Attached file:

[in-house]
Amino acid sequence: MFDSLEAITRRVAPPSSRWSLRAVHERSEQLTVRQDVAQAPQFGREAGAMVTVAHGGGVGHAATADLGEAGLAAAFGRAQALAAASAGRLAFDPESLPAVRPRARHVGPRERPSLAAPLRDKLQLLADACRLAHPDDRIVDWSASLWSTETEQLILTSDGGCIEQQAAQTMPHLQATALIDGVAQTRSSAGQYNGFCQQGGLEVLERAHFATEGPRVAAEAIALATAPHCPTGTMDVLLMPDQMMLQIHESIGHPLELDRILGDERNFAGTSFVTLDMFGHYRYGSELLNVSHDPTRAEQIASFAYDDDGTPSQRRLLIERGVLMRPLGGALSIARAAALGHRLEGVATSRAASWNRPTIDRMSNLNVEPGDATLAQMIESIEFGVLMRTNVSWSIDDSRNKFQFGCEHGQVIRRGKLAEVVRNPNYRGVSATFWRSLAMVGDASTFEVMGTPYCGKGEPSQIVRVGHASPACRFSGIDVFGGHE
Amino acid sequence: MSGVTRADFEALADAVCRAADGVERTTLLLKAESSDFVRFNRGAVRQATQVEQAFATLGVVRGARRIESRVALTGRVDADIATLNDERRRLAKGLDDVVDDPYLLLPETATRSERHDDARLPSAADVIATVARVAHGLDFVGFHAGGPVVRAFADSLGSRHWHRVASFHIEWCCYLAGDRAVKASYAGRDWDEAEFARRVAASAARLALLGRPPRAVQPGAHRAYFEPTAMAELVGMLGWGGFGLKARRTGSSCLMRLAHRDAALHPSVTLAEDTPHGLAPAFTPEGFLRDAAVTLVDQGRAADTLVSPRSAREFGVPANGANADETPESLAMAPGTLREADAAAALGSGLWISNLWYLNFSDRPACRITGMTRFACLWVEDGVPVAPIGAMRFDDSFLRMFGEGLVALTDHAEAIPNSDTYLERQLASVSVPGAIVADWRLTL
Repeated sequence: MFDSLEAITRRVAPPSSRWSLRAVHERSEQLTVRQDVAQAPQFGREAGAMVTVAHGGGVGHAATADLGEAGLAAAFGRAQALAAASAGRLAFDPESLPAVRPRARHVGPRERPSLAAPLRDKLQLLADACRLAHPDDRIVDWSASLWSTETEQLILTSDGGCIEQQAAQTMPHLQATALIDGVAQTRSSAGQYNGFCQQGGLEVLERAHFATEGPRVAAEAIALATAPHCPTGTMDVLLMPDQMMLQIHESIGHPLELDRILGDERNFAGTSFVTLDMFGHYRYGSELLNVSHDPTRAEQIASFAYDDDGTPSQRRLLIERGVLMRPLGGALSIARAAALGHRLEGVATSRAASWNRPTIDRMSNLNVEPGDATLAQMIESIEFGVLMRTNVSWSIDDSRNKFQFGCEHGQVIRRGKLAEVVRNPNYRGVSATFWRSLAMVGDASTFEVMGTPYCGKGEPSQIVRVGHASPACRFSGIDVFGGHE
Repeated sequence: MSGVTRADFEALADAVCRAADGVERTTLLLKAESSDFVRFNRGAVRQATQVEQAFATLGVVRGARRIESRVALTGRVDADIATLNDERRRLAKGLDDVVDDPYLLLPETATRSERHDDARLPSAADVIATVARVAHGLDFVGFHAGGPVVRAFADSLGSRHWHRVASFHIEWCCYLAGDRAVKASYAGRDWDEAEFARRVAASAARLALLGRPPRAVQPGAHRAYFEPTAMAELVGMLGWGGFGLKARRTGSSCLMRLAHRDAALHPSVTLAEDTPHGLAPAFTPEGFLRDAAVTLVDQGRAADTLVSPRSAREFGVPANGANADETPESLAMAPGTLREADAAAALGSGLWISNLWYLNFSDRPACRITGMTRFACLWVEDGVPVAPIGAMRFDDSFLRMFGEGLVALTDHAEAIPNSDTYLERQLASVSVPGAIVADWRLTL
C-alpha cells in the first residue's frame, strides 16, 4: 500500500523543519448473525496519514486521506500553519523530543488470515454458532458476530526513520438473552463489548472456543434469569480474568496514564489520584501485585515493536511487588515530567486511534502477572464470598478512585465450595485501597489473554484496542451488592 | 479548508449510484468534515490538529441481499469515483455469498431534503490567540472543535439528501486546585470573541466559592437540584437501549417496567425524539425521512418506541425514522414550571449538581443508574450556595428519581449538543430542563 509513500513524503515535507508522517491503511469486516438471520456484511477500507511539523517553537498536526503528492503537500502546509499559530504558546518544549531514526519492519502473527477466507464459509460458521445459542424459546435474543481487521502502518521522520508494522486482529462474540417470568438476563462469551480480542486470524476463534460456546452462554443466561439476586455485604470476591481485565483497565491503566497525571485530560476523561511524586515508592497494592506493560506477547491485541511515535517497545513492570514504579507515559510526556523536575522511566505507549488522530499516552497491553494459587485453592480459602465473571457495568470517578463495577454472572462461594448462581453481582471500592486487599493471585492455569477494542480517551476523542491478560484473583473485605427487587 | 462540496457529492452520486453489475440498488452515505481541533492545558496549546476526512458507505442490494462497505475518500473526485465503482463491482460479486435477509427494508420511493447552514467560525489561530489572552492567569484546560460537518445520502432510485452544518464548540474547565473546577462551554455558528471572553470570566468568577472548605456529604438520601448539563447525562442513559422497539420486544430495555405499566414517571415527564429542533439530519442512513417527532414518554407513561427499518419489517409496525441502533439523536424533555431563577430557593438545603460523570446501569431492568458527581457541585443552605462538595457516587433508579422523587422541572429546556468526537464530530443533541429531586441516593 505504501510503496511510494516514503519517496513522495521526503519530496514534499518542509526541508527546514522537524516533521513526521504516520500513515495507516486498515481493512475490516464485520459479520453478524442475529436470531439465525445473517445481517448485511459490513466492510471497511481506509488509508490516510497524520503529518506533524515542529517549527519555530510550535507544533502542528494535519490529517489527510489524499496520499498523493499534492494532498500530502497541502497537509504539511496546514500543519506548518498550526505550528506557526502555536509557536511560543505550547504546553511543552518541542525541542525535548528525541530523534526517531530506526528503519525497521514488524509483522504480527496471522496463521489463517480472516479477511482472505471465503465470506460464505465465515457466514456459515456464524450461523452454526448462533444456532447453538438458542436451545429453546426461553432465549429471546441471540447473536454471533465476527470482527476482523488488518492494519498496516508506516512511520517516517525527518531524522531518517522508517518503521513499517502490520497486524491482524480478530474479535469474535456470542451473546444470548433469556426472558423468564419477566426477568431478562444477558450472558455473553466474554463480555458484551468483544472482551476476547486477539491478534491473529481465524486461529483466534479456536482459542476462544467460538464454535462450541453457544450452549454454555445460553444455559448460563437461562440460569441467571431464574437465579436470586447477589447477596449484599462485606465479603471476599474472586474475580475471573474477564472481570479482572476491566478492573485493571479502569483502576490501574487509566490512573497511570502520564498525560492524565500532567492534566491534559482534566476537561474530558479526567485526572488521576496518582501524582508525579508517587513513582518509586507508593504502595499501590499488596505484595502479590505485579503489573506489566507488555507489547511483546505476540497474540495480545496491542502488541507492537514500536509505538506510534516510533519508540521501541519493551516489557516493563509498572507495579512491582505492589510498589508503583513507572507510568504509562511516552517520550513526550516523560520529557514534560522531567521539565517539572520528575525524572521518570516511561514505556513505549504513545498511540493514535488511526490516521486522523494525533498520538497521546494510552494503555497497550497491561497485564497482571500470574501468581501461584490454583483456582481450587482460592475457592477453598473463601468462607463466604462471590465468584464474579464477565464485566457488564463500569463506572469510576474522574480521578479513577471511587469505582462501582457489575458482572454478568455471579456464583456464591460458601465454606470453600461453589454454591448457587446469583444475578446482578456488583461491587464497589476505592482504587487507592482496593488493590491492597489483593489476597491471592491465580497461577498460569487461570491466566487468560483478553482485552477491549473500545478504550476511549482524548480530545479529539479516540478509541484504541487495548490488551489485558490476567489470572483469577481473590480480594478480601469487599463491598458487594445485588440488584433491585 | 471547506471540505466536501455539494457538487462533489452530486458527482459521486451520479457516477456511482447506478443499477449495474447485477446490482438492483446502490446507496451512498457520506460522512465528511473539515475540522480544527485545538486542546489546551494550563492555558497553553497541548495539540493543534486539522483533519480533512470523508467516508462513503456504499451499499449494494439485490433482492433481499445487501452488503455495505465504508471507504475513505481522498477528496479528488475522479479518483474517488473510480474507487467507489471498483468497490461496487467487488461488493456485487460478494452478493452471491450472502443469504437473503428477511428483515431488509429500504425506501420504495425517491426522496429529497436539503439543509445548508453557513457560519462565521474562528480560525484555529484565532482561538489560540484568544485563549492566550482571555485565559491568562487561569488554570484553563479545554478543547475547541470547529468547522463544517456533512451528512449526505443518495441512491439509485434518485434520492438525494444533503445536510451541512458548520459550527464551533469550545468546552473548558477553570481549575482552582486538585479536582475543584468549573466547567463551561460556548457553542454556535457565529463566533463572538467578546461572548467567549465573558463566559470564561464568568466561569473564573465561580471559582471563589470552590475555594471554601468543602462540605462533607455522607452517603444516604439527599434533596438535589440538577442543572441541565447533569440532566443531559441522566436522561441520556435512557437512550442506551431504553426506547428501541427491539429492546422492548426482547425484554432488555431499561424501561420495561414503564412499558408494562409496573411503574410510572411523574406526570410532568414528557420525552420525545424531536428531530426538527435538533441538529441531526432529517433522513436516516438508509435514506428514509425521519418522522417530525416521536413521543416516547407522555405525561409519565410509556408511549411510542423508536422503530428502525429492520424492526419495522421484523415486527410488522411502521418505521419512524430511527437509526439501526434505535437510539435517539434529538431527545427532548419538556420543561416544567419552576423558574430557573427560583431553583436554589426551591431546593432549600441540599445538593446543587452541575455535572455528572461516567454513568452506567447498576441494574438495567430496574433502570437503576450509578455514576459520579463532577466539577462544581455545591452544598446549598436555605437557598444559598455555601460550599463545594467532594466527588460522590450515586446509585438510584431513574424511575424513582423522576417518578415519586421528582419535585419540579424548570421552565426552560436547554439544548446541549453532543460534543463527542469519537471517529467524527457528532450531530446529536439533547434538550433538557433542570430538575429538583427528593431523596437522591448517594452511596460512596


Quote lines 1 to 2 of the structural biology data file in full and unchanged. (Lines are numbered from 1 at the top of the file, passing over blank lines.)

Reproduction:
[in-house]
Amino acid sequence: MFDSLEAITRRVAPPSSRWSLRAVHERSEQLTVRQDVAQAPQFGREAGAMVTVAHGGGVGHAATADLGEAGLAAAFGRAQALAAASAGRLAFDPESLPAVRPRARHVGPRERPSLAAPLRDKLQLLADACRLAHPDDRIVDWSASLWSTETEQLILTSDGGCIEQQAAQTMPHLQATALIDGVAQTRSSAGQYNGFCQQGGLEVLERAHFATEGPRVAAEAIALATAPHCPTGTMDVLLMPDQMMLQIHESIGHPLELDRILGDERNFAGTSFVTLDMFGHYRYGSELLNVSHDPTRAEQIASFAYDDDGTPSQRRLLIERGVLMRPLGGALSIARAAALGHRLEGVATSRAASWNRPTIDRMSNLNVEPGDATLAQMIESIEFGVLMRTNVSWSIDDSRNKFQFGCEHGQVIRRGKLAEVVRNPNYRGVSATFWRSLAMVGDASTFEVMGTPYCGKGEPSQIVRVGHASPACRFSGIDVFGGHE